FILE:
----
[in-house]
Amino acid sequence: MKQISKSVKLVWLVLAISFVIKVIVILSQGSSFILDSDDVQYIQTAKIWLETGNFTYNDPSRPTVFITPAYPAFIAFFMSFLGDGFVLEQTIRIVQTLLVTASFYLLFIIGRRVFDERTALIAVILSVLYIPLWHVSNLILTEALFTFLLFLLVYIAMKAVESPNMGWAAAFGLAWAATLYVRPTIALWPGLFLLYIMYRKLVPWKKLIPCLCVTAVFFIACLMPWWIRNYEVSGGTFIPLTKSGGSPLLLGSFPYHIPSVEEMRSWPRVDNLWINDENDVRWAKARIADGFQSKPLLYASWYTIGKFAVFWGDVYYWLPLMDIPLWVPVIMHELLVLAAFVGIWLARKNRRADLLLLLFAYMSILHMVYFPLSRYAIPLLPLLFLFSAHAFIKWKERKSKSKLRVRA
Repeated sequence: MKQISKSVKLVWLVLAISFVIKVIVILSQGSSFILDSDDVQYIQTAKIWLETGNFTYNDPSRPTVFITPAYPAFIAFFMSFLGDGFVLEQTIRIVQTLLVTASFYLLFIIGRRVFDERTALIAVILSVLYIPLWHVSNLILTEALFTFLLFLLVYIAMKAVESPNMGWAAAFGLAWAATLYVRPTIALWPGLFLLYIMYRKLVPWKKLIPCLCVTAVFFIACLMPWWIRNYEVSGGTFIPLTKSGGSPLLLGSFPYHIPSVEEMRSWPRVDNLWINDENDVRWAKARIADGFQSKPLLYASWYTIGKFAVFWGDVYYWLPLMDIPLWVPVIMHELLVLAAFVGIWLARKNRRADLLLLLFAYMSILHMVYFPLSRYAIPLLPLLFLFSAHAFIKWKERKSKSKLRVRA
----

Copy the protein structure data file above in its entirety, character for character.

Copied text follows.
[in-house]
Amino acid sequence: MKQISKSVKLVWLVLAISFVIKVIVILSQGSSFILDSDDVQYIQTAKIWLETGNFTYNDPSRPTVFITPAYPAFIAFFMSFLGDGFVLEQTIRIVQTLLVTASFYLLFIIGRRVFDERTALIAVILSVLYIPLWHVSNLILTEALFTFLLFLLVYIAMKAVESPNMGWAAAFGLAWAATLYVRPTIALWPGLFLLYIMYRKLVPWKKLIPCLCVTAVFFIACLMPWWIRNYEVSGGTFIPLTKSGGSPLLLGSFPYHIPSVEEMRSWPRVDNLWINDENDVRWAKARIADGFQSKPLLYASWYTIGKFAVFWGDVYYWLPLMDIPLWVPVIMHELLVLAAFVGIWLARKNRRADLLLLLFAYMSILHMVYFPLSRYAIPLLPLLFLFSAHAFIKWKERKSKSKLRVRA
Repeated sequence: MKQISKSVKLVWLVLAISFVIKVIVILSQGSSFILDSDDVQYIQTAKIWLETGNFTYNDPSRPTVFITPAYPAFIAFFMSFLGDGFVLEQTIRIVQTLLVTASFYLLFIIGRRVFDERTALIAVILSVLYIPLWHVSNLILTEALFTFLLFLLVYIAMKAVESPNMGWAAAFGLAWAATLYVRPTIALWPGLFLLYIMYRKLVPWKKLIPCLCVTAVFFIACLMPWWIRNYEVSGGTFIPLTKSGGSPLLLGSFPYHIPSVEEMRSWPRVDNLWINDENDVRWAKARIADGFQSKPLLYASWYTIGKFAVFWGDVYYWLPLMDIPLWVPVIMHELLVLAAFVGIWLARKNRRADLLLLLFAYMSILHMVYFPLSRYAIPLLPLLFLFSAHAFIKWKERKSKSKLRVRA